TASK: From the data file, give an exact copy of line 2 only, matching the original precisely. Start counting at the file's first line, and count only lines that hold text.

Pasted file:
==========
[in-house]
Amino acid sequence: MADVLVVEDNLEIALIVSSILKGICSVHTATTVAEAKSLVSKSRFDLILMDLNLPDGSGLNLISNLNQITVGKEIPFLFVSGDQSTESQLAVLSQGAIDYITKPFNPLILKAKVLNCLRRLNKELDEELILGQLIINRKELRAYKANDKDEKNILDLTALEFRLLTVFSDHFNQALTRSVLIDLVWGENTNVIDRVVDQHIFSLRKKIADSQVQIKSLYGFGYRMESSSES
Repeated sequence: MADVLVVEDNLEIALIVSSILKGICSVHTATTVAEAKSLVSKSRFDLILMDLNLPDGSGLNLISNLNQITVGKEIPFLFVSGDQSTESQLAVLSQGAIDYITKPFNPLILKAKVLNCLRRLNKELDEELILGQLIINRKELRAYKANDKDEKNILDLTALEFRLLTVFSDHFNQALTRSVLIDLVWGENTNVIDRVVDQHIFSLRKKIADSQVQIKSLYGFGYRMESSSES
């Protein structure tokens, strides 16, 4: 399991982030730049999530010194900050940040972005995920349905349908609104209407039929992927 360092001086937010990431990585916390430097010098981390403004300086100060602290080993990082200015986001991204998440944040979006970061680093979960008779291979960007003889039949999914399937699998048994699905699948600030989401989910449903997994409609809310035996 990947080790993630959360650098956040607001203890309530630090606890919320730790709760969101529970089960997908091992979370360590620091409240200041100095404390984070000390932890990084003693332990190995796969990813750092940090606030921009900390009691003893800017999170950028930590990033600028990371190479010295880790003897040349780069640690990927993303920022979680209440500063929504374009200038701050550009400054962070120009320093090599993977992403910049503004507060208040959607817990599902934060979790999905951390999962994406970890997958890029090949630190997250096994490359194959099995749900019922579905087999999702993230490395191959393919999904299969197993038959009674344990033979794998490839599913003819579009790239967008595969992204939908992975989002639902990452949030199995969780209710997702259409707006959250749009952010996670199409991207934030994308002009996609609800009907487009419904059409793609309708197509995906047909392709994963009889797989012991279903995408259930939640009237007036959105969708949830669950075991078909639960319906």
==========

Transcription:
Amino acid sequence: MADVLVVEDNLEIALIVSSILKGICSVHTATTVAEAKSLVSKSRFDLILMDLNLPDGSGLNLISNLNQITVGKEIPFLFVSGDQSTESQLAVLSQGAIDYITKPFNPLILKAKVLNCLRRLNKELDEELILGQLIINRKELRAYKANDKDEKNILDLTALEFRLLTVFSDHFNQALTRSVLIDLVWGENTNVIDRVVDQHIFSLRKKIADSQVQIKSLYGFGYRMESSSES